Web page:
^{2}. The average distance between each combination of two central locations for clustering number 3 to 6 are 656 m

^{2}, 714 m

^{2}, 673 m

^{2}and 685 m

^{2}, respectively. Hence, clustering number 4 can cover wider designed area than the other clustering numbers with most efficient zonal mode.

#### 3.2.2. Spatial Designed Results of Specific Representative Regular RWHS

^{2}(A

_{1}), 82.4 m

^{2}(A

_{2}), 108.5 m

^{2}(A

_{3}) and 152.0 m

^{2}(A

_{4}), respectively, to ensure all designs of volume and arranged density can actually be applied to the building of Zhong-He drainage area. The adopted return period (T) of $\widehat{{P}_{T}^{RP}}$ are 2, 5, 25, 50 and 100 years, and the designed rainfall duration is 6 hours. Finally, the designed regular volume of rain barrel are ${A}_{1}\cdot \widehat{{P}_{2\text{year}}^{RP}}$, ${A}_{2}\cdot \widehat{{P}_{5\text{year}}^{RP}}$, ${A}_{2}\cdot \widehat{{P}_{\text{50year}}^{RP}}$, ${A}_{3}\cdot \widehat{{P}_{\text{50year}}^{RP}}$, ${A}_{4}\cdot \widehat{{P}_{\text{25year}}^{RP}}$ and ${A}_{4}\cdot \widehat{{P}_{100\text{year}}^{RP}}$ that the values are 3.03 m

^{3}(S

_{1}), 6.14 m

^{3}(S

_{2}), 9.12 m

^{3}(S

_{3}), 12.01 m

^{3}(S

_{4}), 15.05 m

^{3}(S

_{5}) and 18.05 m

^{3}(S

_{6}), respectively, to ensure that the designed volume can handle all kinds magnitude of storm rainwater of return periods.

^{2}under the rain barrel per household (Case X-1); one for every 82.4 m

^{2}(Case X-2); one for every 108.5 m

^{2}(Case X-3); and one for every 152.0 m

^{2}(Case X-4). The rain barrel quantity of each case with each spatial arrangement is shown in Table 1. In the capacity design, we divided the capacity of rain barrels into 3.03 m

^{3}(Case X-Y-1), 6.14 m

^{3}(Case X-Y-2), 9.12 m

^{3}(Case X-Y-3), 12.01 m

^{3}(Case X-Y-4), 15.05 m

^{3}(Case X-Y-5), and 18.05 m

^{3}(Case X-Y-6) to compare the simulated effect of flood detention.

Case No. | Case X-1 | Case X-2 | Case X-3 | Case X-4 |
---|---|---|---|---|

Case 1 | 3194 | X | ||

Case 2 | 472 | 317 | 236 | 167 |

Case 3 | 306 | 204 | 153 | 108 |

Case 4 | 395 | 262 | 198 | 136 |

#### 3.2.3. Calibration and Validation of US EPA SWMM

Title | Surface Roughness Coefficient | Horton-Based Max/Min Infiltration Rates/Decay Constant | Manning’s Roughness Coefficient for Conduits |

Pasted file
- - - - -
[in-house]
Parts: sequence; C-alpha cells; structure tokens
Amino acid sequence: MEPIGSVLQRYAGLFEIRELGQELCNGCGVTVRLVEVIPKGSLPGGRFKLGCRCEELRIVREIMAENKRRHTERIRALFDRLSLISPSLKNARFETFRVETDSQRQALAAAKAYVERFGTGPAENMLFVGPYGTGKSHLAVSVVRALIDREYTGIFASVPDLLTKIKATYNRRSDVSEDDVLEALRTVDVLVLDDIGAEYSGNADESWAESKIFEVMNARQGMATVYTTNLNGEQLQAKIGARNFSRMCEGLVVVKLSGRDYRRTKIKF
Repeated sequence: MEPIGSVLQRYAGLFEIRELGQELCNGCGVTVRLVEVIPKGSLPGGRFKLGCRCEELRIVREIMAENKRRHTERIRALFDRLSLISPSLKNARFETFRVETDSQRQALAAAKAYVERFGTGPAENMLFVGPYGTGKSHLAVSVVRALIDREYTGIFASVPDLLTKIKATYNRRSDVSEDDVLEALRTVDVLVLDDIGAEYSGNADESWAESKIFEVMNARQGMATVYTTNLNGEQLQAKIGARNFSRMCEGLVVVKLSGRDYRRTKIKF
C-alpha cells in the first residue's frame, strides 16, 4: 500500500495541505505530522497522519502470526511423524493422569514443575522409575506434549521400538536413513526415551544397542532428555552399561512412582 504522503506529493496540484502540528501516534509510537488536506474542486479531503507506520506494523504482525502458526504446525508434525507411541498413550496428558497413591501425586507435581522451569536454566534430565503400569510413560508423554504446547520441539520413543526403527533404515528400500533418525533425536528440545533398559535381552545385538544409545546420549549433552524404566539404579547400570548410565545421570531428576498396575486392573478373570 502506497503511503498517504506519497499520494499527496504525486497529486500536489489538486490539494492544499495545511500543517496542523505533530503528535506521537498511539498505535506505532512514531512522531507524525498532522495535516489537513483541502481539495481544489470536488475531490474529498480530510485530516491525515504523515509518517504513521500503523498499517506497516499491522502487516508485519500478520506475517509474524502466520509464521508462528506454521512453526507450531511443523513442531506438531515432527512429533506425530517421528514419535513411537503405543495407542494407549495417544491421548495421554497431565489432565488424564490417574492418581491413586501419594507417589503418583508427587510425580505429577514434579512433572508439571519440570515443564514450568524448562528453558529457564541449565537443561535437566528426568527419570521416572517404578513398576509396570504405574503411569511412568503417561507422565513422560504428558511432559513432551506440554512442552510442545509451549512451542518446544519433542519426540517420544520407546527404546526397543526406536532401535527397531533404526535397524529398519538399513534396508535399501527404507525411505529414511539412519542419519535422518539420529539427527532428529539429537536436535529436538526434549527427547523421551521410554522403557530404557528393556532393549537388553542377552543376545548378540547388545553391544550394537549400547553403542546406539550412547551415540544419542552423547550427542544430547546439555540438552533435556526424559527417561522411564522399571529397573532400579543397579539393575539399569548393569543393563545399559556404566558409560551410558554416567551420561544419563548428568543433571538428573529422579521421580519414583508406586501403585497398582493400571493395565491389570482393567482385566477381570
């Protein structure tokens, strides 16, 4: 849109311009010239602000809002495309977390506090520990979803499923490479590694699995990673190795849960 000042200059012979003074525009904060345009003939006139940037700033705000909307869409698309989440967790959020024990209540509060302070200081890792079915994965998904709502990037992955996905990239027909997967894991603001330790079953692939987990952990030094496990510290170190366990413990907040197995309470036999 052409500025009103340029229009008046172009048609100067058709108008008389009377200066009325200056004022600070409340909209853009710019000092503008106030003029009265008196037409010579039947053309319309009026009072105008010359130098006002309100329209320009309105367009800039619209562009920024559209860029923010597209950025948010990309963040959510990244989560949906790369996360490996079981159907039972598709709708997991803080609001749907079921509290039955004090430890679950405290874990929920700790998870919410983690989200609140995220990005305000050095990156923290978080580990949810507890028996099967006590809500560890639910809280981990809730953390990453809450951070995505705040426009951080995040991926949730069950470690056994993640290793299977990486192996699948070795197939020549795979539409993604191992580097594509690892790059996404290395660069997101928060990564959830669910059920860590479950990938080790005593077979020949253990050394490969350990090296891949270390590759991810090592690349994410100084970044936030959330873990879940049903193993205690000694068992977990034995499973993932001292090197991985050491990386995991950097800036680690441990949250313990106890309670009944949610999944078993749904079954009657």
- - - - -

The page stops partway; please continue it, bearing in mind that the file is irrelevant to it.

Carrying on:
---|---|---|---|

Region 1 | 0.015~0.033 | 3.5~4.6 (mm/h)/0.9~1.6 (mm/h)/1.8~2 (1/h) | 0.013~0.016 |

Region 2 | 0.013~0.037 | 3.6~5.8 (mm/h)/1.1~1.9 (mm/h)/1.6~1.9 (1/h) | 0.015~0.017 |

Region 3 | 0.013~0.025 | 3~3.5 (mm/h)/0.5~0.9 (mm/h)/2~2.2 (1/h) | 0.011~0.015 |

Region 4 | 0.012~0.021 | 3.3~3.9 (mm/h)/0.7~1.2 (mm/h)/1.9~2 (1/h) | 0.012~0.014 |

#### 3.2.4. Simulated Analytical Results of the Designed Spatial Arranged Regular Cases for RWHS

Date | Time Series Number (HOUR) | Representative Return Period of Total Precipitation | |||||
---|---|---|---|---|---|---|---|

1 | 2 | 3 | 4 | 5 | 6 | ||

1 July 2009 | 4.0 | 96.5 | 11.0 | 3.0 | 2.5 | 0 | 50 year |

12 August 2009 | 2.5 | 101.5 | 20.0 | 3.5 | 1.5 | 0 | 100 year |

21 June 2010 | 4.0 | 0 | 4.5 | 44.5 | 48.0 | 28.5 | 125 year |

12 August 2012 | 70.5 | 49.5 | 1.5 | 0 | 0 | 0 | 75 year |

^{3}. The unit inundation loss of CP

_{2}is obviously larger than the other two control points.

^{3}, and the net benefit for each year was 4.61 × 10

^{5}US dollars; (3) In each case, the rain barrel’s best capacity was between 12 and 15 m

^{3}; greater benefits were produced when the rain barrel was set in the easily flooded area.

#### 3.3. Construction Results of BPNN-based SWMM

#### 3.3.1. Training and Validating Results of Single-moment Simulation

**Figure 9.**Training results of single-moment full pipe percentage simulation of water flow: (

**a**) at CP1; (

**b**) at CP2; and (

**c**) at CP3.

**Figure 10.**Validation results of single-moment full pipe percentage simulation of water flow: (

**a**) at CP1; (

**b**) at CP2; and (

**c**) at CP3.

#### 3.3.2. Sensitivity Analysis Result

^{3}) is within the range from 0.44% to 2.15%. The change in upstream quantity and capacity of RWHS (Regions 3 and 4) make more sensitivity to the other low-lying subregions (Regions 1 and 2) that coincide with the analytical results of simulation method (Section 3.2.4), so the developed model is available for the embedded optimizing process.

**Table 4.**Sensitivity analysis of the backpropagation neural network (BPNN)-based water flow simulation model.

Input | Average Variance of Output (Full Pipe Percentage) | ||
---|---|---|---|

of CP3 at t + 1 | of CP2 at t + 1 | of CP1 at t + 1 | |

Precipitation at time t (change in 0.2 mm/min) | 3.46% | 5.15% | 5.26% |

Full pipe percentage of CP3 at t (change in 1%/min) | 1.12% | 0.51% | 0.72% |

Full pipe percentage of CP2 at t (change in 1%/min) | 0.59% | 1.00% | 0.53% |